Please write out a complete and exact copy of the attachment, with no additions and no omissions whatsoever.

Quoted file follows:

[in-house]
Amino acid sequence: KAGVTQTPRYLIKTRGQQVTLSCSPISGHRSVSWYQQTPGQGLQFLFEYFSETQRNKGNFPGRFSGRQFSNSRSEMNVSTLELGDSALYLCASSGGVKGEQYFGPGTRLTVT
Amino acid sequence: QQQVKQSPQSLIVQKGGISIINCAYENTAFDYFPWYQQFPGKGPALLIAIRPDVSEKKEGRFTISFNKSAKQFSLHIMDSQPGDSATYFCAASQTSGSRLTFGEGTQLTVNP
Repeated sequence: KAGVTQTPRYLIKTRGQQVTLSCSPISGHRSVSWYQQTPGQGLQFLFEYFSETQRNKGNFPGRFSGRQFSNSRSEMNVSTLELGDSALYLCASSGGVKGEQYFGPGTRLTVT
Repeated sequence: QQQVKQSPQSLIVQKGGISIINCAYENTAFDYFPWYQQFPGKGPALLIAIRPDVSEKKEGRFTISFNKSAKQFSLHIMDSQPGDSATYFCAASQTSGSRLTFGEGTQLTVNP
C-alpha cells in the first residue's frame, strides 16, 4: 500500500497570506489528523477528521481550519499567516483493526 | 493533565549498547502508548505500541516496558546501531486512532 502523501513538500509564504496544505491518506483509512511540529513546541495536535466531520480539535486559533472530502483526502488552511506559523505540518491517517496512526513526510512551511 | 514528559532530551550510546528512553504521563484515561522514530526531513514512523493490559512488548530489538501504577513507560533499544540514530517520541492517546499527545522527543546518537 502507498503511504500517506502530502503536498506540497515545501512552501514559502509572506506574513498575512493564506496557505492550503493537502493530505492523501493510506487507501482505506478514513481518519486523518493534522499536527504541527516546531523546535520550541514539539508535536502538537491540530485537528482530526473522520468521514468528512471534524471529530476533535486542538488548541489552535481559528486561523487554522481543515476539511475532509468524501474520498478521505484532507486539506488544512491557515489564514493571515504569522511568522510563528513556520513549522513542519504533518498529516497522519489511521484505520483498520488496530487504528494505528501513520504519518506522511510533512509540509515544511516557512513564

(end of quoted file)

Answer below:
[in-house]
Amino acid sequence: KAGVTQTPRYLIKTRGQQVTLSCSPISGHRSVSWYQQTPGQGLQFLFEYFSETQRNKGNFPGRFSGRQFSNSRSEMNVSTLELGDSALYLCASSGGVKGEQYFGPGTRLTVT
Amino acid sequence: QQQVKQSPQSLIVQKGGISIINCAYENTAFDYFPWYQQFPGKGPALLIAIRPDVSEKKEGRFTISFNKSAKQFSLHIMDSQPGDSATYFCAASQTSGSRLTFGEGTQLTVNP
Repeated sequence: KAGVTQTPRYLIKTRGQQVTLSCSPISGHRSVSWYQQTPGQGLQFLFEYFSETQRNKGNFPGRFSGRQFSNSRSEMNVSTLELGDSALYLCASSGGVKGEQYFGPGTRLTVT
Repeated sequence: QQQVKQSPQSLIVQKGGISIINCAYENTAFDYFPWYQQFPGKGPALLIAIRPDVSEKKEGRFTISFNKSAKQFSLHIMDSQPGDSATYFCAASQTSGSRLTFGEGTQLTVNP
C-alpha cells in the first residue's frame, strides 16, 4: 500500500497570506489528523477528521481550519499567516483493526 | 493533565549498547502508548505500541516496558546501531486512532 502523501513538500509564504496544505491518506483509512511540529513546541495536535466531520480539535486559533472530502483526502488552511506559523505540518491517517496512526513526510512551511 | 514528559532530551550510546528512553504521563484515561522514530526531513514512523493490559512488548530489538501504577513507560533499544540514530517520541492517546499527545522527543546518537 502507498503511504500517506502530502503536498506540497515545501512552501514559502509572506506574513498575512493564506496557505492550503493537502493530505492523501493510506487507501482505506478514513481518519486523518493534522499536527504541527516546531523546535520550541514539539508535536502538537491540530485537528482530526473522520468521514468528512471534524471529530476533535486542538488548541489552535481559528486561523487554522481543515476539511475532509468524501474520498478521505484532507486539506488544512491557515489564514493571515504569522511568522510563528513556520513549522513542519504533518498529516497522519489511521484505520483498520488496530487504528494505528501513520504519518506522511510533512509540509515544511516557512513564